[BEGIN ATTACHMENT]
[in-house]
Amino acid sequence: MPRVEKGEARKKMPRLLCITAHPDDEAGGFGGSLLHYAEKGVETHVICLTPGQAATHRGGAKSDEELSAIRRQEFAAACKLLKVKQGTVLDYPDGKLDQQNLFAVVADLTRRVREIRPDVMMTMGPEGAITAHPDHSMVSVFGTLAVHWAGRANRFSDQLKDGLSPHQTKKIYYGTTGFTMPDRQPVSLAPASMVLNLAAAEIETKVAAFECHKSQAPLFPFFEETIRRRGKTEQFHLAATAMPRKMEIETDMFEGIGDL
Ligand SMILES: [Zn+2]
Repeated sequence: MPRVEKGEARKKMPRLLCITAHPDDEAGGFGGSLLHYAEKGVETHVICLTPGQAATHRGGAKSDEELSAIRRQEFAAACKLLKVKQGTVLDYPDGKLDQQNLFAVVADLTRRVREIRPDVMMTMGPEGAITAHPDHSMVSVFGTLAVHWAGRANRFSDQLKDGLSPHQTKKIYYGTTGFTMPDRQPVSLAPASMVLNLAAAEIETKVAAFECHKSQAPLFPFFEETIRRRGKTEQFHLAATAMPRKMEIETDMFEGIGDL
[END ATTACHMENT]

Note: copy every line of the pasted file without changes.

[in-house]
Amino acid sequence: MPRVEKGEARKKMPRLLCITAHPDDEAGGFGGSLLHYAEKGVETHVICLTPGQAATHRGGAKSDEELSAIRRQEFAAACKLLKVKQGTVLDYPDGKLDQQNLFAVVADLTRRVREIRPDVMMTMGPEGAITAHPDHSMVSVFGTLAVHWAGRANRFSDQLKDGLSPHQTKKIYYGTTGFTMPDRQPVSLAPASMVLNLAAAEIETKVAAFECHKSQAPLFPFFEETIRRRGKTEQFHLAATAMPRKMEIETDMFEGIGDL
Ligand SMILES: [Zn+2]
Repeated sequence: MPRVEKGEARKKMPRLLCITAHPDDEAGGFGGSLLHYAEKGVETHVICLTPGQAATHRGGAKSDEELSAIRRQEFAAACKLLKVKQGTVLDYPDGKLDQQNLFAVVADLTRRVREIRPDVMMTMGPEGAITAHPDHSMVSVFGTLAVHWAGRANRFSDQLKDGLSPHQTKKIYYGTTGFTMPDRQPVSLAPASMVLNLAAAEIETKVAAFECHKSQAPLFPFFEETIRRRGKTEQFHLAATAMPRKMEIETDMFEGIGDL